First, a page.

By Katy Peterson
In addition to you feeling and looking better, healthy eating is good for your overall health and well-being. Here are some simple tips to keep in mind daily. At the end of January, take a moment to review your improvement and choose one you feel requires more attention to master in the next month.
- Add more vegetables to your dishes. Incorporating various types of colorful fruits and vegetables to your plate adds lots of healthy vitamins and minerals to your dishes. Vegetables are also one of the best sources of fiber — a nutrient that can help keep your body healthy by supporting gut health and keeping you fuller for longer. Adding vegetables to your dishes doesn’t have to mean living off salad every day. Adding in some broccoli to your stir-fry or tossing a handful of spinach in your homemade soup can give your dishes a nutritious boost in an easy way.
- Focus on strengthening your immune system. Keeping your immunity high is one the best things you can do to stay healthy this year. That means nourishing your body with the vital nutrients it needs. While many Americans are well-fed, many are still undernourished due to a large part of diets being heavily processed, nutrient-poor foods. Fortunately, you can get the vitamins and nutrients your immune system needs to stay healthy — including vitamin D, zinc, vitamin C, selenium, iron and protein — from common foods. By incorporating more minimally processed, nutrient-dense foods into your daily diet, you can support your body as it fights off germs and viruses this year.
- Stay hydrated. Drinking more water is one of the best practices to develop if you want to get healthier. It can help you lose weight, clear your skin, and improve your mood and cognition. It is recommended to drink at least 8 glasses a day. Drink a glass first thing upon waking up, then aim to have two more before each meal. You can also add some citrus fruit or cucumber slices to add some flavor.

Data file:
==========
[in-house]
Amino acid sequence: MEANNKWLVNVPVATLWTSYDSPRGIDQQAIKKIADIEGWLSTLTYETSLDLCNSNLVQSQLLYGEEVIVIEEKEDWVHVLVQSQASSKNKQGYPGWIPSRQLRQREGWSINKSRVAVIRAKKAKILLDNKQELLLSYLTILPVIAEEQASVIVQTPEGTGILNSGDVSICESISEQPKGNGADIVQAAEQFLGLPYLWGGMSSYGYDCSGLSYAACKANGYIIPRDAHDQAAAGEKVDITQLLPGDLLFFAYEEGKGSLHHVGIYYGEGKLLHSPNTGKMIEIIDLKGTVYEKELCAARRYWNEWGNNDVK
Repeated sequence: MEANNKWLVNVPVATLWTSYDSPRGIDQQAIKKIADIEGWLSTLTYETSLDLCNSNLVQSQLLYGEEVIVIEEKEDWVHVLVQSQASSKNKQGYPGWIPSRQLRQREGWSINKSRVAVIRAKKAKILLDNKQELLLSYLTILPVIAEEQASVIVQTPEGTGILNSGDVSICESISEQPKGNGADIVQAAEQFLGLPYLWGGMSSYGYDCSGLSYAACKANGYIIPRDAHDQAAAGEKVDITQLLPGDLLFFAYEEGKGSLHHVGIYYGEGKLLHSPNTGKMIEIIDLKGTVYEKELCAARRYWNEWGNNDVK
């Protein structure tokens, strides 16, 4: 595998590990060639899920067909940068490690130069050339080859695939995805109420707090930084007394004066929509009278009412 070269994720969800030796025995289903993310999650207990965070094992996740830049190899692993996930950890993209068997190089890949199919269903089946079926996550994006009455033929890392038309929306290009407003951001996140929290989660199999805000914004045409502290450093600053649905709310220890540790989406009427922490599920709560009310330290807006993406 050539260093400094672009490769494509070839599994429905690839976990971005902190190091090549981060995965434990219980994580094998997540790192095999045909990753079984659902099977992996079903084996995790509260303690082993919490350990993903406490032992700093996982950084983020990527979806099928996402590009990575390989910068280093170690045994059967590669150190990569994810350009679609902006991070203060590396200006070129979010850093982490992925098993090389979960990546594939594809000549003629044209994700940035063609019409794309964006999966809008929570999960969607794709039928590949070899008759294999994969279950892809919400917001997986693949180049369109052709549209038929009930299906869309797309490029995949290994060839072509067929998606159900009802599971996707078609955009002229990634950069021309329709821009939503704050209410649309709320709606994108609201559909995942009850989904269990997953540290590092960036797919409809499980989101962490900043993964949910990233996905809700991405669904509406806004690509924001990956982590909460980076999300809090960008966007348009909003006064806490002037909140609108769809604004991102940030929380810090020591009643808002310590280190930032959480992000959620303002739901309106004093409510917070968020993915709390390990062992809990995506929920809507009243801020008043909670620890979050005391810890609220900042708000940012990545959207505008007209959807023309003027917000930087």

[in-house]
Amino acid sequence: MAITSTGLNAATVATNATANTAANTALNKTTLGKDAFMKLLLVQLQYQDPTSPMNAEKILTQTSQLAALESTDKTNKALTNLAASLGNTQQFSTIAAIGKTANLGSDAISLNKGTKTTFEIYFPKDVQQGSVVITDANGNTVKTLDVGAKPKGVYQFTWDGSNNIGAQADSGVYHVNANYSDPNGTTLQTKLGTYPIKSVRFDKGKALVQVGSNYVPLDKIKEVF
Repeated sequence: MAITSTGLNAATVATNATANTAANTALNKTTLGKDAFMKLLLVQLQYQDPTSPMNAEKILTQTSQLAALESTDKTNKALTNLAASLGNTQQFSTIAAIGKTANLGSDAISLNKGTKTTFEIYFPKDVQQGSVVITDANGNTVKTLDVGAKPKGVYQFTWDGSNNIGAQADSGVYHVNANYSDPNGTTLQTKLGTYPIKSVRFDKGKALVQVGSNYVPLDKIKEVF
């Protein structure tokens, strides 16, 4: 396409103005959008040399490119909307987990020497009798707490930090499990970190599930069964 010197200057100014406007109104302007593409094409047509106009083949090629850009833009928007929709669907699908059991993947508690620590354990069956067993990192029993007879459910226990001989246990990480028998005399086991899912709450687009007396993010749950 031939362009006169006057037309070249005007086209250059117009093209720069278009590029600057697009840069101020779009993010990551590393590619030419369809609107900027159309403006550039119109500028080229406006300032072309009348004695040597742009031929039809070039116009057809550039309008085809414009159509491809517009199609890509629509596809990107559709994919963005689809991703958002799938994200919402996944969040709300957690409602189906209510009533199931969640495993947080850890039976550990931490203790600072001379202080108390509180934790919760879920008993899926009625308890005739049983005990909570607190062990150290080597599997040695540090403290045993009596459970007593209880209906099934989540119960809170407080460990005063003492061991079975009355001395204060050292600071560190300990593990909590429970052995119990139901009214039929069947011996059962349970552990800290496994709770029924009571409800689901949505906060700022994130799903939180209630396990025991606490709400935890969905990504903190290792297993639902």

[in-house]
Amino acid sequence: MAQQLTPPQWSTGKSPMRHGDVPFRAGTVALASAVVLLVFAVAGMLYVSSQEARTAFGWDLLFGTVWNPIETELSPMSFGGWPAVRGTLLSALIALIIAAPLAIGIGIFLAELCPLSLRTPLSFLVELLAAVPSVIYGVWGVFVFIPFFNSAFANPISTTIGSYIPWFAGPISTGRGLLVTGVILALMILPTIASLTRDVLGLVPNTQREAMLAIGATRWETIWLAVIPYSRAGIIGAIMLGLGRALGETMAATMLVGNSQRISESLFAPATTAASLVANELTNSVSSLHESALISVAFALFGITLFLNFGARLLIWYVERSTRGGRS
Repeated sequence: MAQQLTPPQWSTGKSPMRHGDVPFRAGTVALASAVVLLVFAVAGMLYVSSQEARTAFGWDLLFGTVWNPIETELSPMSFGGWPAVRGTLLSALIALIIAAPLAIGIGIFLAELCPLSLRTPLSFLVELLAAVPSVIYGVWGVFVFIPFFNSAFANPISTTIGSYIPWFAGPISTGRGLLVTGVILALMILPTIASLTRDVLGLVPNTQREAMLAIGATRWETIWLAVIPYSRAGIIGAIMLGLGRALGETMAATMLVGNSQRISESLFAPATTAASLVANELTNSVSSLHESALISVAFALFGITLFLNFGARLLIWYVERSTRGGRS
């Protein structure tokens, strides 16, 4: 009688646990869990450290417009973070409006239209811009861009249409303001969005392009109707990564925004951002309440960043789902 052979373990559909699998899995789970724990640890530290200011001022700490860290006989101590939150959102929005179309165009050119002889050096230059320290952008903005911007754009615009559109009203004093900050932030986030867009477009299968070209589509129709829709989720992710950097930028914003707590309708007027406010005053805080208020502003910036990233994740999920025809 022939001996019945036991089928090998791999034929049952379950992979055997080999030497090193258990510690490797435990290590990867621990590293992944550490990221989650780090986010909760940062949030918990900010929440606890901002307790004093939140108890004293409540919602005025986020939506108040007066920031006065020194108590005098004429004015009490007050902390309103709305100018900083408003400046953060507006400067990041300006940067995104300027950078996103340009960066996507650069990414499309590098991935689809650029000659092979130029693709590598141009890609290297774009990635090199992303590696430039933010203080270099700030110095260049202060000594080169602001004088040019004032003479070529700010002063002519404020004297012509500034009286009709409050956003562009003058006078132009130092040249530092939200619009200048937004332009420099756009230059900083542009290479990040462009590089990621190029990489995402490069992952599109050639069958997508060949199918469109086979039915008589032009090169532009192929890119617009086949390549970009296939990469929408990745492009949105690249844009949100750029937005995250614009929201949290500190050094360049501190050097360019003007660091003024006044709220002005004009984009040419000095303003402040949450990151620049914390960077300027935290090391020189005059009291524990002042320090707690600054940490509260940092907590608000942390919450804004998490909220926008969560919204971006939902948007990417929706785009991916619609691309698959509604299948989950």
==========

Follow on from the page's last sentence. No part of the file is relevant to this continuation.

- Cut out (or cut back on) alcohol.The beginning of the new year can be a beneficial time to evaluate your alcohol intake, since the stress and socializing of the holidays can often increase your intake. Think about partaking in a challenge like Dry January and see how you feel at the end of the month. Refraining from alcohol, even just for a month, can benefit you physically, mentally, and even financially.
- Snack smarter. Snacking can be a simple and effective way to promote weight loss and muscle gain. Keep in mind that not all snacks are created equal. Unlike processed options, a whole foods based snack helps to regulate blood sugar, keep your metabolism elevated, and elevates your mood throughout the day. Try to include snacks that are lower calorie and have protein, fiber and healthy fats. Avoid snacks with processed foods, refined carbohydrates, and added sugars. Some examples include a handful of walnuts with half an apple, half a cup of low-fat yogurt topped with berries, one cup of sliced vegetables with hummus or guacamole, or one slice of toasted ezekiel bread topped with peanut butter and banana.
Are you considering getting started on a personalized nutrition plan this year? Schedule a complimentary consult now! You can also email Katy, our Nutritionist, directly at [email protected] or stop at the front desk.
Photo by Brooke Lark on Unsplash